Late-Planted Beans Face Bug Attacks

Late-Planted Beans Face Bug Attacks

With the significance of Ohio's wet spring fresh in farmers' minds, an Ohio State University expert recommends extra vigilance when scouting fields for soybean pests this summer.

Ron Hammond, an entomologist with OSU Extension, recommends producers be especially mindful of two particular insects this season: bean leaf beetle and soybean aphid.

"Scouting for the bean leaf beetle is more for the growers that happened to get in early this year, where they're the only ones who have an early-planted field in a fairly large area, like a county or township," Hammond says.

Those early-planted fields served as trap crops, playing host to the overwintering beetles that came out in spring. While the beetles normally might spread across several fields in the same area, absent the normal planting progress, the overwintering insects gathered instead in the few fields where farmers planted in the typical timeframe.

"If farmers went into those early fields a month ago, they'd have seen a lot of feeding," Hammond says. "Those growers need to be cautious now because the first true generation is just starting to come out, and some of those fields may have a large population feeding."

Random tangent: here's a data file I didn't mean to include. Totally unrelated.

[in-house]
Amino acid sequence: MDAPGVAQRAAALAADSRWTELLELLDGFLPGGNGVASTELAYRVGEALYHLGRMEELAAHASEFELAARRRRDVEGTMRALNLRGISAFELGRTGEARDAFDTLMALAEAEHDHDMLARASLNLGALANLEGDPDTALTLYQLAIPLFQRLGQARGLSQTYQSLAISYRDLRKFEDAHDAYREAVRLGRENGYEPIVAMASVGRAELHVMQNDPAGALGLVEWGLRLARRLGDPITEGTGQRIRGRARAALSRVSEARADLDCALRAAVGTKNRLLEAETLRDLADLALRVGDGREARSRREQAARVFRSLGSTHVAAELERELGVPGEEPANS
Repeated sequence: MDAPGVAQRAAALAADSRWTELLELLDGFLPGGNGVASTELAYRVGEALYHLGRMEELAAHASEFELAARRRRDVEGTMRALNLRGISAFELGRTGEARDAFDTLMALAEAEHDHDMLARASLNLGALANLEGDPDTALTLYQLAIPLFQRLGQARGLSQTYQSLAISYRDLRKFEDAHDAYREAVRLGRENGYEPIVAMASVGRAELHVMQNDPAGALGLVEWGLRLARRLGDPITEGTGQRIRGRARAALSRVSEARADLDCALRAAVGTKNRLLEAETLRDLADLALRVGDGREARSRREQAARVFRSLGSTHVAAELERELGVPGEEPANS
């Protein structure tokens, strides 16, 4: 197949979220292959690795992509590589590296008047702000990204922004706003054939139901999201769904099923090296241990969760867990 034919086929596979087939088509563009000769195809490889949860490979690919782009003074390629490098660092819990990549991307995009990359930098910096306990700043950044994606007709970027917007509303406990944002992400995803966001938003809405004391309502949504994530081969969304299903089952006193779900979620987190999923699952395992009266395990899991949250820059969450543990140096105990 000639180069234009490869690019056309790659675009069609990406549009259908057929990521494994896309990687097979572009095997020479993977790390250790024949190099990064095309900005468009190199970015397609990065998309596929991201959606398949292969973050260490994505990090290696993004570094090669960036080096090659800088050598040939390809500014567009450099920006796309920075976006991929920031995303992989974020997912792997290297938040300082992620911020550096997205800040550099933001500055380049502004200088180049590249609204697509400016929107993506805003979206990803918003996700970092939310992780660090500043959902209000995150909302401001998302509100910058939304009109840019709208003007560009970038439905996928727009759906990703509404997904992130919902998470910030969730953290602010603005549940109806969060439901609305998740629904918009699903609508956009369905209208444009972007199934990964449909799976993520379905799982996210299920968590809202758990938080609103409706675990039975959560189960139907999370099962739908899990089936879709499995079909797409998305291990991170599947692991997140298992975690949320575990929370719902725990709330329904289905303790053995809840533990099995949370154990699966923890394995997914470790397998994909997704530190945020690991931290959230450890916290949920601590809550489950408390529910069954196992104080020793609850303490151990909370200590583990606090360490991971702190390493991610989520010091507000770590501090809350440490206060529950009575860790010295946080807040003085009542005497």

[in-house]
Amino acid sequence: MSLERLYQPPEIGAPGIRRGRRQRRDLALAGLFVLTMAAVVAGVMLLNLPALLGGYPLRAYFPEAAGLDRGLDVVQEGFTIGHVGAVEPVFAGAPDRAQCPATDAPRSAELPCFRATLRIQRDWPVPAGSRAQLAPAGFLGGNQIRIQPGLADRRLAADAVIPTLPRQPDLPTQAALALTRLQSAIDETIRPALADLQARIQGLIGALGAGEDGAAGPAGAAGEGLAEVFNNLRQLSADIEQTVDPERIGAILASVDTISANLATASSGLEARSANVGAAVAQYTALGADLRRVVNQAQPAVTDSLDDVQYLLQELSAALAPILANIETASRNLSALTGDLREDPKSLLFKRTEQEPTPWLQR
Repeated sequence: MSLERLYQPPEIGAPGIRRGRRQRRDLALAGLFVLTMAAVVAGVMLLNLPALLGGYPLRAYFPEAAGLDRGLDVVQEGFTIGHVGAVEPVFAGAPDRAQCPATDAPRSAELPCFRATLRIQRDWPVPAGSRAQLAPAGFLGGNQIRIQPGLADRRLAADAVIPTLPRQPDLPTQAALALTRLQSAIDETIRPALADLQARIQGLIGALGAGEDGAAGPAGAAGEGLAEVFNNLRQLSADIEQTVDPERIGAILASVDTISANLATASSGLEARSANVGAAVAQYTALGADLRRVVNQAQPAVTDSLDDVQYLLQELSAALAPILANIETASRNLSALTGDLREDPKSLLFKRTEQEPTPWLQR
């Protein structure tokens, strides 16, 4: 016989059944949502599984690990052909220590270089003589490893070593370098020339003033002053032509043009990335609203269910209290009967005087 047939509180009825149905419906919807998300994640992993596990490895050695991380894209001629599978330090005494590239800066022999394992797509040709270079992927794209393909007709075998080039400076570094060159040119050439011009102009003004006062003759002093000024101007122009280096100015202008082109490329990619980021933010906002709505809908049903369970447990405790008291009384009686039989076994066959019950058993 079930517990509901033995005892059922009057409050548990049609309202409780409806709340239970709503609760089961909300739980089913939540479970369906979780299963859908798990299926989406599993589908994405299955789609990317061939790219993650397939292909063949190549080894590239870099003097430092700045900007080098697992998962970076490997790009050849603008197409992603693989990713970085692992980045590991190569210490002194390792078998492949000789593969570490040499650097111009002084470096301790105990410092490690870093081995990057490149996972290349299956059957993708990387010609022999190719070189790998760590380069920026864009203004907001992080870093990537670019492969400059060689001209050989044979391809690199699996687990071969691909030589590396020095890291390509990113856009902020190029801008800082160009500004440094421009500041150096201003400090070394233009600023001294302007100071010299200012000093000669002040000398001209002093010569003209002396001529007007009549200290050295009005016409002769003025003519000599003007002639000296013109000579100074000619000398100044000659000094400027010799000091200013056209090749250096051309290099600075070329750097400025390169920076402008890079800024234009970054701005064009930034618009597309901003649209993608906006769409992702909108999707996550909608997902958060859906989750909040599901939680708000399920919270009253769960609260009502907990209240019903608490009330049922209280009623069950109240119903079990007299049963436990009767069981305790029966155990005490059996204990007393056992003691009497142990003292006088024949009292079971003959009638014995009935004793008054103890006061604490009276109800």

Bean leaf beetle pressure would not normally worry Ohio farmers because they would not cause enough feeding to be of economic concern. This year, however, affected fields could be riddled throughout the entire canopy because of the unusually late planting.

But perhaps a larger looming concern is soybean aphid appearance later this month and early next. Aphids were not a major issue in Ohio last year, but Hammond expects a more significant showing for the 2011 crop.

"I've tended to believe in Ohio in the two-year cycle for aphids and it looks like that will hold true again this year," Hammond says. "We're starting to see fields in Ohio where aphids are already emerging."

He acknowledges, however, that not every area of the state, nor any given field in a region, will be affected by an aphid infestation. Farmers, he says, must be vigilant in late July and early August to avoid economic impact of aphid pressure on a plant population.

Because plants are later developing than normal due to later planting, they are physically smaller than at this point in a normal growing season, and potentially more susceptible to damage.

"With the kind of insects we're going to deal with this year, if the plants stay relatively short and we get a lot of beetles, they'll be more susceptible to feeding simply because they don't have as much leaf area for feeding," Hammond says. "The same is probably true of aphids, too."

Most areas of the state could use an inch of rain to boost plant growth. Most areas of Ohio are experiencing soil dryness in the root zone, holding back plant potential.

With some timely rains, Hamond says, plants will really start growing, belaying some of his concerns for insect feeding in the latter part of the season.

"The insects will come out at their normal time, most likely, but we'd like to see more plant growth to handle that insect pressure. On the other hand luckily, the early-planted fields where we'll likely see bean leaf beetles have a lot more leaf area than do most of the soybean fields across the state."

 

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